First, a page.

If only nursing could be all about personal and professional fulfillment, without any sources of dissatisfaction. It's not always smooth sailing, however. We discovered that among the vexations experienced by nurses, the amount of documentation that was required was the most burdensome to RNs, while the amount of money paid was least satisfying to LPNs. Two other factors that were very rarely selected as "least satisfying" were the lack of gratitude from patients and/or families, chosen by only 1%-3% of respondents, and a fear of violence, chosen by 1%-2% (data not shown).

Slide 7

The amount of documentation required was also the least satisfying aspect of the job for most APRNs. The only exception was CRNAs, who cited a lack of respect from physicians and other colleagues. Of note, a surprising number of respondents (6%-11% overall) answered "nothing" to this question (data not shown).

Slide 8

Some of the complaints expressed by nurses overall are personal (long commutes to work, interference with work-life balance) while others are professional (overwhelming workloads/caseloads, insufficient staff or resources, excessive regulations, oversight, and payer denials). Everyone, it seems, received a share of the criticism, from managers (unsupportive, incompetent, and uncommunicative) and physicians (bullying, rude, and disrespectful), colleagues (apathetic, unprofessional, lazy, back-stabbing, and mercenary), and even patients (drug seeking, noncompliant, demanding, and holding unrealistic expectations).

Many nurses do not believe that they are appreciated by administrators, and they believe that those at the top do not understand what they do or the resources needed to do the work. Hospital policies and politics were also frequently mentioned sources of frustration. Many nurses are unhappy with having to take call or work overtime without pay, or being obliged to work rotating shifts. Others fear for their job security. A lack of support and of respect were prominent themes in survey respondent comments.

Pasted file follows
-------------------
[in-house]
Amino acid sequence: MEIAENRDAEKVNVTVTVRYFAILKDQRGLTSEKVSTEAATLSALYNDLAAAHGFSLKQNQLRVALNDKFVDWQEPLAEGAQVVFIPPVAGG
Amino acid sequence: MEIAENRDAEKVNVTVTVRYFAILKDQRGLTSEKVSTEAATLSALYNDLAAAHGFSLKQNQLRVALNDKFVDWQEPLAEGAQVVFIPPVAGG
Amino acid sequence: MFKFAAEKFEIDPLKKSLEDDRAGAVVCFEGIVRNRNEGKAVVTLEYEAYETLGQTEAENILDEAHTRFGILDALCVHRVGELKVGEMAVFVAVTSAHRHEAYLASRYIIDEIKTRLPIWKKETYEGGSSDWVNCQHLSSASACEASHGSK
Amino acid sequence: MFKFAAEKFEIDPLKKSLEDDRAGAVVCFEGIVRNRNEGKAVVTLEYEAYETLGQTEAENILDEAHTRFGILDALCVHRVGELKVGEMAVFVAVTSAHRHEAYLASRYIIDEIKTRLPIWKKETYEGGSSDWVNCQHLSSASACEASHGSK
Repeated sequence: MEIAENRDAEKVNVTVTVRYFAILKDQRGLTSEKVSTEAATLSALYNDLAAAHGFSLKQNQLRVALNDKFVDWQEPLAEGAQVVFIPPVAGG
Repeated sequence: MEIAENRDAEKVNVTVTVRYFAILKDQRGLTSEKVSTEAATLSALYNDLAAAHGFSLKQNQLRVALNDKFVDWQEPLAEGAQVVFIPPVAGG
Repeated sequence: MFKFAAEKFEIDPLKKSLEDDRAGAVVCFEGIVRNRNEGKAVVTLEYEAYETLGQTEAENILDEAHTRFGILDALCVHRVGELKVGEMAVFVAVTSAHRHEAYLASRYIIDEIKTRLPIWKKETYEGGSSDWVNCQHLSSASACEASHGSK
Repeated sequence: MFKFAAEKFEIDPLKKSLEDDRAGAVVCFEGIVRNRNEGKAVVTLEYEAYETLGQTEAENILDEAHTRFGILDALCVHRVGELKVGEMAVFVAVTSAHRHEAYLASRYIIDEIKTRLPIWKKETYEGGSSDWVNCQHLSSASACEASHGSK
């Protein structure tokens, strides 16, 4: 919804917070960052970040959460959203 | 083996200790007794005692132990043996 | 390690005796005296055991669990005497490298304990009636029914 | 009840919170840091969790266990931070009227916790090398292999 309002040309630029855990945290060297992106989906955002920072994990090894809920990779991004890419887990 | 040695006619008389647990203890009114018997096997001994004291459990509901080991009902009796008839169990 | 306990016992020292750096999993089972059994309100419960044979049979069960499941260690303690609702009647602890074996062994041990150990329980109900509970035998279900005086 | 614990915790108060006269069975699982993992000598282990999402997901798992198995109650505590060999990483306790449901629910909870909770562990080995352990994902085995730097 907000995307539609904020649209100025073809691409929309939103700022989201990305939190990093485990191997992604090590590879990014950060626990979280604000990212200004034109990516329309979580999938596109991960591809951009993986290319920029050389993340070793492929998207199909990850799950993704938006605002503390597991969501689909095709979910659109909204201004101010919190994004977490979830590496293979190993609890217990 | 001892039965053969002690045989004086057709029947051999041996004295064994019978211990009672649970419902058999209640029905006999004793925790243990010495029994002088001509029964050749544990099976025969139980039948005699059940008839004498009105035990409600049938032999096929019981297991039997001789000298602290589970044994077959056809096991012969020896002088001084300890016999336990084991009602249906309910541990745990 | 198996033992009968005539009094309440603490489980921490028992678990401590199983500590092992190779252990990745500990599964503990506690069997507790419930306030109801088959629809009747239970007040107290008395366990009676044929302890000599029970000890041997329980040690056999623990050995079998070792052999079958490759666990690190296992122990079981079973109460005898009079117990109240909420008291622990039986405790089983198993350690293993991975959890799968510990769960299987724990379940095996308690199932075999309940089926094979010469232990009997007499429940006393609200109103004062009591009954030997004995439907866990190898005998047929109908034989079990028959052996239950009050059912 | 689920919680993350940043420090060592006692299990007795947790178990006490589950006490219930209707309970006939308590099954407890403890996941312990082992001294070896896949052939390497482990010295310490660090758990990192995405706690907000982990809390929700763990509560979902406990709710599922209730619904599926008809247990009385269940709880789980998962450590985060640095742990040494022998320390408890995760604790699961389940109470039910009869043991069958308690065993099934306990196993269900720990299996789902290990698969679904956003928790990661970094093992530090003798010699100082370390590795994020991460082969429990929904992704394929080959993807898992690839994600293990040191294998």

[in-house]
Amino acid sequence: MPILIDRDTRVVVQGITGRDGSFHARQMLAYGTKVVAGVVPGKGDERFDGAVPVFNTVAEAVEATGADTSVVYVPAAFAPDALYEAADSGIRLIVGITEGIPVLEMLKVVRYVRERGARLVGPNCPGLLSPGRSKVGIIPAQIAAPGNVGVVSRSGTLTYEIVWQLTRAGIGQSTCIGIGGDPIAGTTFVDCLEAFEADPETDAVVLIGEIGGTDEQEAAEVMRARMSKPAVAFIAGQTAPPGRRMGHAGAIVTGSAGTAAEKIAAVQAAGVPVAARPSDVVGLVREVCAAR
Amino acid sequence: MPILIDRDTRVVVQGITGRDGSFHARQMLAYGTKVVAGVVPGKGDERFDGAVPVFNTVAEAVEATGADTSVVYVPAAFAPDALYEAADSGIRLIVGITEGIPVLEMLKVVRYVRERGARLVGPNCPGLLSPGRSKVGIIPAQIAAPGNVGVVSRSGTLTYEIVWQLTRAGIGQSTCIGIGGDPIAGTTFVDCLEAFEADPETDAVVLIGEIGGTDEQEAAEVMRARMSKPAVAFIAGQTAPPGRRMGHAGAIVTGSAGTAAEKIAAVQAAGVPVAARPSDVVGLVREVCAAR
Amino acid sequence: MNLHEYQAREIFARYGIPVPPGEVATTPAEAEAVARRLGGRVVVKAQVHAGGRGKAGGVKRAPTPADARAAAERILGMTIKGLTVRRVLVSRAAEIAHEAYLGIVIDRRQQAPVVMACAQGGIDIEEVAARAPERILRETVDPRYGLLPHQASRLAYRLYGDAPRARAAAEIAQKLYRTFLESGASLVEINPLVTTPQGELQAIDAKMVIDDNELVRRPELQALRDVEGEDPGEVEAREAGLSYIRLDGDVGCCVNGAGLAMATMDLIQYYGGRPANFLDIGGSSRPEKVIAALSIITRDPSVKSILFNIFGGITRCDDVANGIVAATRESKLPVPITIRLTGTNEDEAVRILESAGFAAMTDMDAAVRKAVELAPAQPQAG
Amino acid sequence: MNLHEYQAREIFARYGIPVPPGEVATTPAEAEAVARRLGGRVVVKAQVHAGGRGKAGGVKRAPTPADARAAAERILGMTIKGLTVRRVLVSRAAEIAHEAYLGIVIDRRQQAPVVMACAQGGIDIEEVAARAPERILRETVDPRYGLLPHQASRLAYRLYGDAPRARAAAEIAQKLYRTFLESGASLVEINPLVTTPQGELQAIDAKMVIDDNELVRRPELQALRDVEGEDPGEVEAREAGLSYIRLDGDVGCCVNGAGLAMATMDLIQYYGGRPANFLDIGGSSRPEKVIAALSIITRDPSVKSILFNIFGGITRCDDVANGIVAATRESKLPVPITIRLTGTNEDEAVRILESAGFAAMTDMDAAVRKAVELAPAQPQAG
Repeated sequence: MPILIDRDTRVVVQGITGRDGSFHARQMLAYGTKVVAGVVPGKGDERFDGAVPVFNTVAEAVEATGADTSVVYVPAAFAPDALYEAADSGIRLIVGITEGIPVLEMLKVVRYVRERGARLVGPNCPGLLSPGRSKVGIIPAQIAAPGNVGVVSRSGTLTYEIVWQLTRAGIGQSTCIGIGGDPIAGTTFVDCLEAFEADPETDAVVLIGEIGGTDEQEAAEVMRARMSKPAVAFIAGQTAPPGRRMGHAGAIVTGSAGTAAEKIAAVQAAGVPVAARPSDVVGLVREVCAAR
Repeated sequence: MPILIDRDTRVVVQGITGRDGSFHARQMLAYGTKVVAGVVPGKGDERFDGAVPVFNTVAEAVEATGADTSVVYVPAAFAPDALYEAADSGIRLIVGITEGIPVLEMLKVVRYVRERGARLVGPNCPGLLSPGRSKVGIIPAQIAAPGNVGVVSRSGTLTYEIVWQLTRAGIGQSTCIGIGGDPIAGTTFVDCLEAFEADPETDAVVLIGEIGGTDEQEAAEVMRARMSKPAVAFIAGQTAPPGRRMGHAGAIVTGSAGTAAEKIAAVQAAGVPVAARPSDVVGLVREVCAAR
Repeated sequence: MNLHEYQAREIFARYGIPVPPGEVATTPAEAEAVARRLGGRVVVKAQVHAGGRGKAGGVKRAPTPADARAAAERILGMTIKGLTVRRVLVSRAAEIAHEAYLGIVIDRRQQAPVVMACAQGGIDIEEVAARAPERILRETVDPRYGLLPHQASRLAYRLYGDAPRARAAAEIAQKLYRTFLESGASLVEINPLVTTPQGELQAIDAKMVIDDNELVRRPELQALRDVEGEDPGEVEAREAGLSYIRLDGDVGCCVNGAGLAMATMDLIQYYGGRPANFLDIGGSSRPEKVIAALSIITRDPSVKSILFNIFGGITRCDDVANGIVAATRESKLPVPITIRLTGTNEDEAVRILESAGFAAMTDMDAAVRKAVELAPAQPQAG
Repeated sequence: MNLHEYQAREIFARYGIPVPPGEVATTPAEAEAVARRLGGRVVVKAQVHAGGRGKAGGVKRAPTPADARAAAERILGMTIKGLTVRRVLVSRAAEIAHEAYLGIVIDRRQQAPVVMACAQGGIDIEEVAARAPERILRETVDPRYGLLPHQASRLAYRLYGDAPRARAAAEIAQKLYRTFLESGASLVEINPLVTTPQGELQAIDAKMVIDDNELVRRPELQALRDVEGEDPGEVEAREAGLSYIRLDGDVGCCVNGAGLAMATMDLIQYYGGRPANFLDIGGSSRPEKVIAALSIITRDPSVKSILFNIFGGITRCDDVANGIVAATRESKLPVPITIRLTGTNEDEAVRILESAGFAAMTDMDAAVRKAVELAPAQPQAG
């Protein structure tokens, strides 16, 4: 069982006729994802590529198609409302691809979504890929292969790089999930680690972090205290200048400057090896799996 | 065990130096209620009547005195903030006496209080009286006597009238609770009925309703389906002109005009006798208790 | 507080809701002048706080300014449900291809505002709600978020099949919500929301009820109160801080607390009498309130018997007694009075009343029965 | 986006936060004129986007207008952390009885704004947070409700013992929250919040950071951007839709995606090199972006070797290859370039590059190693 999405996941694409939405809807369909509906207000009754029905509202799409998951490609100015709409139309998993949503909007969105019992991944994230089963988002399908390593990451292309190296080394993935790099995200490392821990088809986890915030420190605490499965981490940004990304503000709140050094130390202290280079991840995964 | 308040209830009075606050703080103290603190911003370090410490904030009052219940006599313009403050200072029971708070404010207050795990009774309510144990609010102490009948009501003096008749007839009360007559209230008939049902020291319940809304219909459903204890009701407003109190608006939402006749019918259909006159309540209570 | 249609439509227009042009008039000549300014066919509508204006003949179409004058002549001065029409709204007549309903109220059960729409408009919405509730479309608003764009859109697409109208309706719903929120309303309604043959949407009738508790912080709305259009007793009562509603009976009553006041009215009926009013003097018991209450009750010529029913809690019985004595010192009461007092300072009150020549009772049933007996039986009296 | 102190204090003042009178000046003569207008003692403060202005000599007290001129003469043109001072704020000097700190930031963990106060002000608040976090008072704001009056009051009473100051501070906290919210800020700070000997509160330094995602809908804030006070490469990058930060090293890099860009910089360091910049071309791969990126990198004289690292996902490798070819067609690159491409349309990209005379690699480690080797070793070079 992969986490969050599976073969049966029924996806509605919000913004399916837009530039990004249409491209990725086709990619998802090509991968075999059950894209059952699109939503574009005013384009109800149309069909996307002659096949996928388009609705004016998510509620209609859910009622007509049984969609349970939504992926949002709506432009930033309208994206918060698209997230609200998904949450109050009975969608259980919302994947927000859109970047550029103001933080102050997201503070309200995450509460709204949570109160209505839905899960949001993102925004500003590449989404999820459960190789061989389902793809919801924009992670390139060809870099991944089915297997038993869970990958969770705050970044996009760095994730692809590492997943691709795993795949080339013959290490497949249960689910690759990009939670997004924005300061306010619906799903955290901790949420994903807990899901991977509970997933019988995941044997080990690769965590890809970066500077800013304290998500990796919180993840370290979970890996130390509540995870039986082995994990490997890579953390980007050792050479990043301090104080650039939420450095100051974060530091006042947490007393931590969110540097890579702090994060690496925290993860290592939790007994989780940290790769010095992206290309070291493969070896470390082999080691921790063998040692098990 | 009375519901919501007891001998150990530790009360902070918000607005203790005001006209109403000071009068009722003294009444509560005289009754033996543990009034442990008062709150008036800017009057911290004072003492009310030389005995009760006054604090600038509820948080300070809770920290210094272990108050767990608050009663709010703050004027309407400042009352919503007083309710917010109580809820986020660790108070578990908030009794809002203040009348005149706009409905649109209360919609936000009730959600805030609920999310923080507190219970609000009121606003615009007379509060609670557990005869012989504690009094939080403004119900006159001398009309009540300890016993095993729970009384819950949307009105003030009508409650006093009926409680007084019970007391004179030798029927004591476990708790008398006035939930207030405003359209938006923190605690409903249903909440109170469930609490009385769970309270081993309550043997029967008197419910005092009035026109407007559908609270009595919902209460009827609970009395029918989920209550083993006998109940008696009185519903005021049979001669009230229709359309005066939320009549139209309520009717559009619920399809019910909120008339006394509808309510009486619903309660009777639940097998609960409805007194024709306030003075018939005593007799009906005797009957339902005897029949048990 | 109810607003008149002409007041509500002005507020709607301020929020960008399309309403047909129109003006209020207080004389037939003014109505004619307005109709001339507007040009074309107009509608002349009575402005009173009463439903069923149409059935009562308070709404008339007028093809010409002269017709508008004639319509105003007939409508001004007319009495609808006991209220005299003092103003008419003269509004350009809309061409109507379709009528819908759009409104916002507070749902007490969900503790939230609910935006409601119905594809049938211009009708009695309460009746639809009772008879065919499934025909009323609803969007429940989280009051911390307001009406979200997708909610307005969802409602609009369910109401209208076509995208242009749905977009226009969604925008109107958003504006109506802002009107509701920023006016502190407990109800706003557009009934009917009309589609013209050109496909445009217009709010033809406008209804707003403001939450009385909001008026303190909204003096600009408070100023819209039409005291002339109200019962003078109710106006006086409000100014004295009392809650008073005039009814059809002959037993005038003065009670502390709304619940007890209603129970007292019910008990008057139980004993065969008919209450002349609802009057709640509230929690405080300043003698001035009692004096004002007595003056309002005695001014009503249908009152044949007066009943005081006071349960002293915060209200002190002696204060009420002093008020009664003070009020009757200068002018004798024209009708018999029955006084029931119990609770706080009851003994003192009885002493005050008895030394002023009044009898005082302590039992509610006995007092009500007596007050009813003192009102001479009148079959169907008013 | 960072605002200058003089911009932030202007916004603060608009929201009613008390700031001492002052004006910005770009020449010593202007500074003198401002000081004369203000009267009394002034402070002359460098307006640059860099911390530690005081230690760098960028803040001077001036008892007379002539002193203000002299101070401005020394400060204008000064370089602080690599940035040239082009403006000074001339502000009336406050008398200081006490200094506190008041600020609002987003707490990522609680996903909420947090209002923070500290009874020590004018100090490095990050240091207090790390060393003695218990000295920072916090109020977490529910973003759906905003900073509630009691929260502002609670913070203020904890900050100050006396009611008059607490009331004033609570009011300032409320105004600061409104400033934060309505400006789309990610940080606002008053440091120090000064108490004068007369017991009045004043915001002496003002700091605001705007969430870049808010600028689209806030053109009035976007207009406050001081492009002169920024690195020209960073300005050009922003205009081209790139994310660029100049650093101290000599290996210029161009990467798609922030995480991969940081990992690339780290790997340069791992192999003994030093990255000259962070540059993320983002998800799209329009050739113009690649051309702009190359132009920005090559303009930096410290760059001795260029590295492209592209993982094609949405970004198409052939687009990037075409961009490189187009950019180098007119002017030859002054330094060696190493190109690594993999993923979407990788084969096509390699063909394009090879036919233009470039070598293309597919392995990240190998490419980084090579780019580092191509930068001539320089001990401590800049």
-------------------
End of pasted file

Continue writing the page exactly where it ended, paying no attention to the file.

Slide 9

Overall, in answer to the question, "Are you glad you became a nurse?" 95% said "yes." Another time-honored way of finding out whether someone is satisfied with a choice he or she made is to ask, "Would you do it all over again?" We asked, but considering that the overwhelming majority of nurses claimed to be glad that they became nurses, some of the answers (shown on the next slide) were unexpected.

Slide 10

Despite 95% of nurses saying that they were glad they became nurses, somewhat smaller proportions indicated that they would once again choose a nursing career if they could start over. A low of 73% (CRNAs) to a high of 85% (CNSs) of respondents would become nurses again, and overall, about 1 in 5 nurses would not.

Respondents with the most years in practice were more likely to say that they would not choose nursing again. None of the nurses with less than 1 year of practice under their belts were disillusioned as yet, whereas 21% of those with more than 21 years of practice were significantly more likely to want a different career (data not shown). Men were significantly more likely than women to say that they would not become a nurse if they could do it over again (27% vs 19%). But even among nurses who would still pursue nursing given a second chance, many would do things differently with respect to their education or choice of practice specialty.

Slide 11